Archive for November, 2009

Making web ads that click…or that make people click.

Monday, November 16th, 2009

I read a piece the other day that really got to me.  It talked about a book that discussed a study of what draws people to a web ad.

Now you have to understand I’ve spent my whole career working hard to create advertising that has stopping power — ads, commercials, direct mail pieces, etc. that have a unique graphic, message or story that attracts people’s attention.

But the study found that what draws people to a web ad isn’t fancy graphics or animation. It’s text. Plain ol’ text. (more…)

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What my yoga teacher taught me about business development

Monday, November 9th, 2009

A couple of times a week I take a wonderful yoga class at the SportsClub LA. What makes it special is more than the physical exercise; I also go for the metaphors on life that my instructor, Chad Hamrin, points out during every class. Using wisdom and humor, he shows us how the challenges of doing the poses translate into common sense lessons we can apply to the challenges we face in our daily lives. (more…)

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How not to write an email subject line.

Monday, November 2nd, 2009

The two most important factors that determine whether an email is opened are the From line and the Subject line. Obviously, if the From is someone they’re familiar with, the odds of the email being opened are increased.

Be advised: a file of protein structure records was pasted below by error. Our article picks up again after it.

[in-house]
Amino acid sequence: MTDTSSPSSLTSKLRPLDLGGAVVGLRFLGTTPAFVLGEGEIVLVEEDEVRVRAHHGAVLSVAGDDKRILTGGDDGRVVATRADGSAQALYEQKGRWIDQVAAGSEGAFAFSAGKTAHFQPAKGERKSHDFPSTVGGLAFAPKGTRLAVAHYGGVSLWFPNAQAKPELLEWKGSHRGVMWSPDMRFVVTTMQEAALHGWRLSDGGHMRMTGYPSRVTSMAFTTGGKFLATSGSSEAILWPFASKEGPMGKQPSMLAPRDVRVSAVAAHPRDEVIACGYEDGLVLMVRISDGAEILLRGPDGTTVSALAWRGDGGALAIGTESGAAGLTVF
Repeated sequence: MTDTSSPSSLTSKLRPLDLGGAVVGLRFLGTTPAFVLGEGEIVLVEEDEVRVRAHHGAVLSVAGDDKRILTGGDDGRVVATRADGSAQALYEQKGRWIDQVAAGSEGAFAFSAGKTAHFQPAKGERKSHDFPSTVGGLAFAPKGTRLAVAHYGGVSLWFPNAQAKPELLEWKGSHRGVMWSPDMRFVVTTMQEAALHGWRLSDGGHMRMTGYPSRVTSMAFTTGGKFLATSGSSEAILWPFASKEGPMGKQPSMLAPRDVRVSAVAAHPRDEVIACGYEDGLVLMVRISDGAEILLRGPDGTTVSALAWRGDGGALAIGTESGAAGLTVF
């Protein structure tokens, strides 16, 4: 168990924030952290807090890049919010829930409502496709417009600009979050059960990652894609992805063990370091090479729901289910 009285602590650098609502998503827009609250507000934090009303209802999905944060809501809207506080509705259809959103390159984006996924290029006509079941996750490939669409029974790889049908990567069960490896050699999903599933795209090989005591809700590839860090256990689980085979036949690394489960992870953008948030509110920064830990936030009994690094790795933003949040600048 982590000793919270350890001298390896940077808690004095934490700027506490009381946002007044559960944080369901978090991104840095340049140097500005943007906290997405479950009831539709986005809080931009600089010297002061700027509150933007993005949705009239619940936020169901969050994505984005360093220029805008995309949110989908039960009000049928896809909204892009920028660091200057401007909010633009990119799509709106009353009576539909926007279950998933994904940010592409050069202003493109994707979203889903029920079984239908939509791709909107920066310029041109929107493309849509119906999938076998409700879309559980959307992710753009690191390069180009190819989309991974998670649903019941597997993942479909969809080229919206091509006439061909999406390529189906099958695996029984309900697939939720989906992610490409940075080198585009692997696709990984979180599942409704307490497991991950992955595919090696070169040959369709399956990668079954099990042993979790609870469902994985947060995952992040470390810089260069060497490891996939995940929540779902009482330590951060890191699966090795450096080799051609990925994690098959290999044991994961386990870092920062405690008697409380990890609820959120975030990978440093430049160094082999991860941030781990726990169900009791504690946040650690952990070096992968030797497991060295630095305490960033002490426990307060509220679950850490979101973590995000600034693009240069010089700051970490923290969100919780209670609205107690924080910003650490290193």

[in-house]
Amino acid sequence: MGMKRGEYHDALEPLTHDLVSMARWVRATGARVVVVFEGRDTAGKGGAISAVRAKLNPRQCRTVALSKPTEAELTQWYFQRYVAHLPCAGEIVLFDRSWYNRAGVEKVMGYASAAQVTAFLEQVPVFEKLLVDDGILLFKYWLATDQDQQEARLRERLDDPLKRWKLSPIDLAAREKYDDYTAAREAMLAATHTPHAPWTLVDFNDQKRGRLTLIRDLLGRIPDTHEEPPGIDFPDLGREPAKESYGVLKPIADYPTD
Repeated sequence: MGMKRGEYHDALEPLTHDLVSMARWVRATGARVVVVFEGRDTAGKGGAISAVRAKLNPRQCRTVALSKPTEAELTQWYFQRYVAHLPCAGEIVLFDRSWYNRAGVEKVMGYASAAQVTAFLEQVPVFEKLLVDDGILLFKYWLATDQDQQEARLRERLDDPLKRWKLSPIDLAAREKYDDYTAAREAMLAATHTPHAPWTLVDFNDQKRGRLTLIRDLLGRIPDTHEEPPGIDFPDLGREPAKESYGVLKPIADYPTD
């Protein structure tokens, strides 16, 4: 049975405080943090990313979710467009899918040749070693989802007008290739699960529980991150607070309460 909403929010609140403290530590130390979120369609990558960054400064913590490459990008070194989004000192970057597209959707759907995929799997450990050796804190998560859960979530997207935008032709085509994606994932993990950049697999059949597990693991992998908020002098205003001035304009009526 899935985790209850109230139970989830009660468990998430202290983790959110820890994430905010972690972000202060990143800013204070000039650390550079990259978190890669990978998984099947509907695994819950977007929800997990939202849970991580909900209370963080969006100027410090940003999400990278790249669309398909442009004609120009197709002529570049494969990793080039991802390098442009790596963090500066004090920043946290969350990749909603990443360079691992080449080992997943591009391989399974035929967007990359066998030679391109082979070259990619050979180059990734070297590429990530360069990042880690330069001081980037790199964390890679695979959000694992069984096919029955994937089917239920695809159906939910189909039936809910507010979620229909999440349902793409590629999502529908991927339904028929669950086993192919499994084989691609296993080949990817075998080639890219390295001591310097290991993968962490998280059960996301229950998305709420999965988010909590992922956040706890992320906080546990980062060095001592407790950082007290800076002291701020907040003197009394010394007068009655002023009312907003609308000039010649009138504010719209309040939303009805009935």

The Subject line can also  make a big difference.  Here are some things to avoid.
•    The word “Free” is a killer.  Don’t use it.  It’s a prime target of spam filters and it’s likely your email won’t get through.
•    These seemingly safer words won’t trigger the robotic spam filters but will probably trigger the human spam filter at the other end: “Help”, “% off” and “Reminder.”  Studies show that the open rates for emails with these in the subject line are abysmal.
•    Although there are some exceptions, generally subject lines with more than 50 characters have poor open rates.
•    And avoid ending a subject line with a “!”.  People have an emotional response to exclamation marks, viewing them as pushy and hard sell.  Don’t use them!

Note: This post is reprised from the first issue of our newsletter, “On the Level”.  So many of our readers commented on how valuable they found the information that we’ve added it as a blog entry. What have your experiences been with subject lines? Let us know if you have anything to add.

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